If people did Bill Taylor's method correctly, people would have better fitting balls.  I bet a lot of people need more right than they currently have due to the test being done incorrectly.
375 RPM, 17-18 MPH, 45+ DEG AXIS ROTATION, 17 DEG TILT

J_____W

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Re: IBPSIA thumb pitch fitting
« Reply #5 on: January 27, 2023, 10:43:46 PM »
  Was taught never to give right-lateral thumb pitch for righty's or left-lateral in thumb for lefties.. has never failed yet, 20 years running Pro Shops. Pitches should be determined by looking at the players' hand (Arm fully extended, elbow out, hand open.. determined by total span & thumb angle-flex from Bill Taylor's chart). Finger pitches based on flexibility, the trend today is almost always going Away on the fingers, as opposed to yesteryear when many fittings were drilling fingers towards the thumb so you could get more lift.. those days are over. Love these fitting and drilling topics. Also giving some left-lateral in thumb for a right hander(s) (right for lefties) with very high tracks is a trick to help lower the players' track. Works. As a rule of thumb I generally always give between O and 1/8 lateral, no more than 1/8 except for extreme cases. Good Luck.
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Adrenaline

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Re: IBPSIA thumb pitch fitting
« Reply #6 on: February 09, 2023, 02:57:56 PM »
Hey J_w73,

If my memory serves, you and I met up and bowled a few games together years ago, from BowlersChat.  Are you still in the Sacramento area?  I started bowling at Country Club a few years back and I was curious who you have drilling your stuff out there?  I still travel to my old driller because I haven't trusted anyone I've met in Sacramento and I've had for success and a great relationship with my PSO in a different country.  Just wondering who you go to and if you're happy.  (Assuming you're still in Sac or even the the right user lmao.)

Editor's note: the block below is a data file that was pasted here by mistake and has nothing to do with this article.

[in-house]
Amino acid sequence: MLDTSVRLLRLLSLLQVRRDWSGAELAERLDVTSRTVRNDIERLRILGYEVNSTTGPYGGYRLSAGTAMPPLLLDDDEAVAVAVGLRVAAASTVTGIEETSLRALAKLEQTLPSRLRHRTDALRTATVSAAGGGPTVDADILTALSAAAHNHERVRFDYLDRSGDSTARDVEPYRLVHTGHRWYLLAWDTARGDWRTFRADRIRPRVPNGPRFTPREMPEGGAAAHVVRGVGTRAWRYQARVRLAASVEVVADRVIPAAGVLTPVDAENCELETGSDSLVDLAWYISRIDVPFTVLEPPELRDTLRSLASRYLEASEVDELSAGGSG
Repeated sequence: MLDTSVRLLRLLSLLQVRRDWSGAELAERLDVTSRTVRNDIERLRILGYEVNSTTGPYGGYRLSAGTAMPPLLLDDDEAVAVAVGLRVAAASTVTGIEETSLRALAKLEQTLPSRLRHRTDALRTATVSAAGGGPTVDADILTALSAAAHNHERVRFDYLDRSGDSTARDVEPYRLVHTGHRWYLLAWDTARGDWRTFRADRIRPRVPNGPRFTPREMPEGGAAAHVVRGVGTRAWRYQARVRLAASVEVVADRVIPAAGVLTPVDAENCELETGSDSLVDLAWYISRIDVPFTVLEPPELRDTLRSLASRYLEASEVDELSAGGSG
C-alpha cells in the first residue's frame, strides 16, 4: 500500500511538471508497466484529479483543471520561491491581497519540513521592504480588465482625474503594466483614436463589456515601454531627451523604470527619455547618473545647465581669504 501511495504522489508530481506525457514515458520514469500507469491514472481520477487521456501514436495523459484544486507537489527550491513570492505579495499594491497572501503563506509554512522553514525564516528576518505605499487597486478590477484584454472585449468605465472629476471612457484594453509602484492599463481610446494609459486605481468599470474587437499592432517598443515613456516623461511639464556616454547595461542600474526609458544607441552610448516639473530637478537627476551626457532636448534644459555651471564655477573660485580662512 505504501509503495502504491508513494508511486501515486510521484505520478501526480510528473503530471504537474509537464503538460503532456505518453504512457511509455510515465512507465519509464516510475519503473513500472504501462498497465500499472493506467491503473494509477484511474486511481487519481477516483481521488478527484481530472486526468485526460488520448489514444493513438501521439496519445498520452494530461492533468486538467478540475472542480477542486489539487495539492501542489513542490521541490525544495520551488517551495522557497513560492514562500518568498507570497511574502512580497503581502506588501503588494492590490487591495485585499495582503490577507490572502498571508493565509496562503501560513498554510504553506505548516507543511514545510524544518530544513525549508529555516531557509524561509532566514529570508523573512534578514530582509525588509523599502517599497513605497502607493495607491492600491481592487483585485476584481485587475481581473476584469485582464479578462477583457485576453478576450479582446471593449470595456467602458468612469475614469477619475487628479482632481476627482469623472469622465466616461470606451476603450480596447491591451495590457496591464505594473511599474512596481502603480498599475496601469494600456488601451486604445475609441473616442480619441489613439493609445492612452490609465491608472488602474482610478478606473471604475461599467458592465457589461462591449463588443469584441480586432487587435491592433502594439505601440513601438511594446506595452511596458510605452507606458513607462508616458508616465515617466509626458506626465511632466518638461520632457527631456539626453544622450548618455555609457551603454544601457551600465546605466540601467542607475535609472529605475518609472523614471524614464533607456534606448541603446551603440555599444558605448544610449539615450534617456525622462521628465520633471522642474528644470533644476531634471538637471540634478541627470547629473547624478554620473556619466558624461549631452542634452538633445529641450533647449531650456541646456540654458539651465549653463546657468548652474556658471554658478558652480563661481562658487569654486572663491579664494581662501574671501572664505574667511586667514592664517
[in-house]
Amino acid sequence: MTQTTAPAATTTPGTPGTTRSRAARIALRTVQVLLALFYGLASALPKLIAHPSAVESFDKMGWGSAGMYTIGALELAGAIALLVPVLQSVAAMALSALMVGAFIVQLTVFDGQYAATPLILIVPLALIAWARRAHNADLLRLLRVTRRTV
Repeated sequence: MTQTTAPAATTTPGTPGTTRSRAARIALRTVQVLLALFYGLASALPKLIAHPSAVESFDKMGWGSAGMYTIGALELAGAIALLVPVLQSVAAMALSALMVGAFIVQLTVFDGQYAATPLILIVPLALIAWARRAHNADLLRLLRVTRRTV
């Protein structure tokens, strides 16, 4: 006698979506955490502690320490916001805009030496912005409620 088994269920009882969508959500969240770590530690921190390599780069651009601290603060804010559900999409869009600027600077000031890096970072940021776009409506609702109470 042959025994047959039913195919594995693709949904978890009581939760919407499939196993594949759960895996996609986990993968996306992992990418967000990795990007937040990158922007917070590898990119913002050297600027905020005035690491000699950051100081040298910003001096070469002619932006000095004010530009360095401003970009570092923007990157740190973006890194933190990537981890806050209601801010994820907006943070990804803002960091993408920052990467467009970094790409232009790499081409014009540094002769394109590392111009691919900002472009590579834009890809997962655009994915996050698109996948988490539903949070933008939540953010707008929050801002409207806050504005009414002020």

I'm experimenting with 2 hands no thumb right now, and if I go back to 1 handed I'm going to really shake up all my pitches.  Or maybe try and drill my 1H stuff myself as well, with a drill upgrade.

J_w73

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Re: IBPSIA thumb pitch fitting
« Reply #7 on: February 09, 2023, 03:09:42 PM »
Hey J_w73,

If my memory serves, you and I met up and bowled a few games together years ago, from BowlersChat.  Are you still in the Sacramento area?  I started bowling at Country Club a few years back and I was curious who you have drilling your stuff out there?  I still travel to my old driller because I haven't trusted anyone I've met in Sacramento and I've had for success and a great relationship with my PSO in a different country.  Just wondering who you go to and if you're happy.  (Assuming you're still in Sac or even the the right user lmao.)

I'm experimenting with 2 hands no thumb right now, and if I go back to 1 handed I'm going to really shake up all my pitches.  Or maybe try and drill my 1H stuff myself as well, with a drill upgrade.

sent you a PM
375 RPM, 17-18 MPH, 45+ DEG AXIS ROTATION, 17 DEG TILT

J_w73

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Re: IBPSIA thumb pitch fitting
« Reply #8 on: February 09, 2023, 04:16:12 PM »
  Was taught never to give right-lateral thumb pitch for righty's or left-lateral in thumb for lefties.. has never failed yet, 20 years running Pro Shops. Pitches should be determined by looking at the players' hand (Arm fully extended, elbow out, hand open.. determined by total span & thumb angle-flex from Bill Taylor's chart). Finger pitches based on flexibility, the trend today is almost always going Away on the fingers, as opposed to yesteryear when many fittings were drilling fingers towards the thumb so you could get more lift.. those days are over. Love these fitting and drilling topics. Also giving some left-lateral in thumb for a right hander(s) (right for lefties) with very high tracks is a trick to help lower the players' track. Works. As a rule of thumb I generally always give between O and 1/8 lateral, no more than 1/8 except for extreme cases. Good Luck.

Interesting info, but completely the opposite of the experience with my own hand.  I had a very high track and very little tilt for most of my life with a bad thumb pitch that needed a ton of bevel at 10 / 11 o'clock to get out of the ball. Since I have gone farther right it considerably lowered my track and gave me higher tilt. 

Also, the Bill Taylor book suggests going right in the lateral thumb pitch for right handers based on the thumb hinge angle.  That is how I have come to 3/4 right in my thumb pitch.


375 RPM, 17-18 MPH, 45+ DEG AXIS ROTATION, 17 DEG TILT